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Vector Control focuses on mosquito larvae

A few years ago, controlling mosquitoes was simple. Call vector control, set a date, and Jim would come by and spray. No vector control now. We are supposed to locate where the mosquitoes are, etc. This is ridiculous. My yard is already buzzing. Unless things have changed since I called last year, homeowners seem to be on their own! What gives?

— Judy, Talent

Instead of focusing on adult mosquitoes, Jackson County Vector Control is now trying to get to the root of the problem and go after mosquito larvae, said Jim Lunders, manager for the local agency that tackles pest problems.

"We need to find those larval sources and treat the mosquitoes as larvae before they become biting, flying mosquitoes," he said.

Vector Control still will spray areas for adult mosquitoes on occasion, but the priority has shifted to eliminating the problem at its source rather than spraying one hatch after another.

Mosquito larvae swim around in sources of water that can include low areas where water pools, storm drains, pools that aren't being maintained, flood-irrigated pastures, artificial wetlands built to control storm water, old tires and a host of other places, Lunders said.

"If we map the larval source, hopefully we won't have to treat for adult mosquitoes next time. If we just simply went out and sprayed and the source was still there and full of larvae and pupae, it would just require another spray," he said.

Once they've identified larval sources, vector control workers can put naturally occurring soil bacteria in the water to control the larvae, he said.

Last year, Jackson County Vector Control mapped several thousand new sources for larvae, Lunders said.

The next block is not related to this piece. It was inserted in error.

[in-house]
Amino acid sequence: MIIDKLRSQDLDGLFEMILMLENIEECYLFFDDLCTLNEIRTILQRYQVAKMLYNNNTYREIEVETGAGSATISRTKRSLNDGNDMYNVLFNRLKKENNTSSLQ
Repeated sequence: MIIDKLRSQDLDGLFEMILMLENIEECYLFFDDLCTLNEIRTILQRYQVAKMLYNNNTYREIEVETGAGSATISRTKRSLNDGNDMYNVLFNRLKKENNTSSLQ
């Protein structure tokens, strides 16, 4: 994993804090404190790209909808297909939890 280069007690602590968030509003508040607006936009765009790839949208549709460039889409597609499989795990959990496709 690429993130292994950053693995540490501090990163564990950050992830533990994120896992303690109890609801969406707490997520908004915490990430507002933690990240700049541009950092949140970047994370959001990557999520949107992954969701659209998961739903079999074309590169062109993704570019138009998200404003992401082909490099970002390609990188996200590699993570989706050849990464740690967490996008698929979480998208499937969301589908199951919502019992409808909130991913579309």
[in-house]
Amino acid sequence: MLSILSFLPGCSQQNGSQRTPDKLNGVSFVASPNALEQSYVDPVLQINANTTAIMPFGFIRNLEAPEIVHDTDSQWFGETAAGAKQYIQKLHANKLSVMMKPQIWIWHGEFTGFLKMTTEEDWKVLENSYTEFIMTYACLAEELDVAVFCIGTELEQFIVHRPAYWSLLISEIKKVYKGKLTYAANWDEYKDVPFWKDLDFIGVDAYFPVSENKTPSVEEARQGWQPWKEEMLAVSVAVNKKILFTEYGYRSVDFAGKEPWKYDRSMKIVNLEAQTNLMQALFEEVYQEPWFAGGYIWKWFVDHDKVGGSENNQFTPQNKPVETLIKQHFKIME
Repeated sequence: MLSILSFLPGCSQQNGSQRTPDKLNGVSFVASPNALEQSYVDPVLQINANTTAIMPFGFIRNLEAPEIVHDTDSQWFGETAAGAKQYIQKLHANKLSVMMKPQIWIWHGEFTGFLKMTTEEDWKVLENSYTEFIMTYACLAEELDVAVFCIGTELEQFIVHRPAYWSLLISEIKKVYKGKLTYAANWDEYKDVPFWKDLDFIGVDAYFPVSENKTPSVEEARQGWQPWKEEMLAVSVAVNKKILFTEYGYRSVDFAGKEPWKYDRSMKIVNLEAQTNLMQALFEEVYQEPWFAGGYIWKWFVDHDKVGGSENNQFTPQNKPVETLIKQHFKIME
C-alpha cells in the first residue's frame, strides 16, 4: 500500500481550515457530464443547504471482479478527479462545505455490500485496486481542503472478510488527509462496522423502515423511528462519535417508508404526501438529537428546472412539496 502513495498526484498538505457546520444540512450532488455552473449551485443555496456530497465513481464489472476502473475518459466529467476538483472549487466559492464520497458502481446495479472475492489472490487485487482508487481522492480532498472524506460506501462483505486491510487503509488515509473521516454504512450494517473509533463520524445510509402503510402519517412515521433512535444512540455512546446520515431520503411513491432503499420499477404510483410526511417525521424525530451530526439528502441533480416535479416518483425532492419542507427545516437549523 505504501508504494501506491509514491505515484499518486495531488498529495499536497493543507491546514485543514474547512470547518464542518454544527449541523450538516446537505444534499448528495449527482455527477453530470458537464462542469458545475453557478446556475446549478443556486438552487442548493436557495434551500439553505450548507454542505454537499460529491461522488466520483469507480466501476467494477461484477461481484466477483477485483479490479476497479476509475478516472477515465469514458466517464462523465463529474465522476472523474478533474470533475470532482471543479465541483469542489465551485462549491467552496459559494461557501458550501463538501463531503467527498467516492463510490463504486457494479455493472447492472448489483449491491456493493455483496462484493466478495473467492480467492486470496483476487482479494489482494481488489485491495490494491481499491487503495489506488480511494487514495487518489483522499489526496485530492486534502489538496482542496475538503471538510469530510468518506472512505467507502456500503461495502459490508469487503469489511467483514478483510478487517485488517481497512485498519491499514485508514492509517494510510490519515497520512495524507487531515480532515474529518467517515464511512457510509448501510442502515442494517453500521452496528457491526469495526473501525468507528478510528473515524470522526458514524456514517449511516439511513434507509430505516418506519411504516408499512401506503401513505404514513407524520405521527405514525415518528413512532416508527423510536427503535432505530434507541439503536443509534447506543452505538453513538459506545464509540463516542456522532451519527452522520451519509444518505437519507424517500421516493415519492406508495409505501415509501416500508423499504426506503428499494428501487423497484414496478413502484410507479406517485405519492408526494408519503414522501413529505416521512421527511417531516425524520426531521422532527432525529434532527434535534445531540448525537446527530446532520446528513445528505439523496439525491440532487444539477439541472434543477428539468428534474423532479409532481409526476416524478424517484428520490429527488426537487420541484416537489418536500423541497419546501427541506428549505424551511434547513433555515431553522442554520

Changing federal rules also are pushing the change. Under new national environmental guidelines, vector control agencies must follow integrated pest-management standards, which include first identifying the pest problem, evaluating appropriate options, then determining the best use of pesticides. Spraying adult mosquitoes is now considered a secondary control method.

Jackson County Vector Control recommends members of the public take these steps to help eliminate mosquitoes on their property:

  • After each rain, take a few minutes and inspect your yard, and dump out water from any household containers, such as buckets, flowerpots and old tires that may breed mosquitoes.
  • Don’t forget to check for clogged rain gutters, tarps over wood piles and boats that may also be holding water.
  • If you are collecting rainwater for later use, be sure that barrels or cisterns are covered with fine mesh screen to keep mosquitoes from using them as a home.
  • Ornamental ponds and stock troughs should be stocked with mosquito fish to keep mosquitoes at bay.
  • Dog dishes and bird baths should be cleaned weekly. Anything that holds water for seven days can produce mosquitoes.

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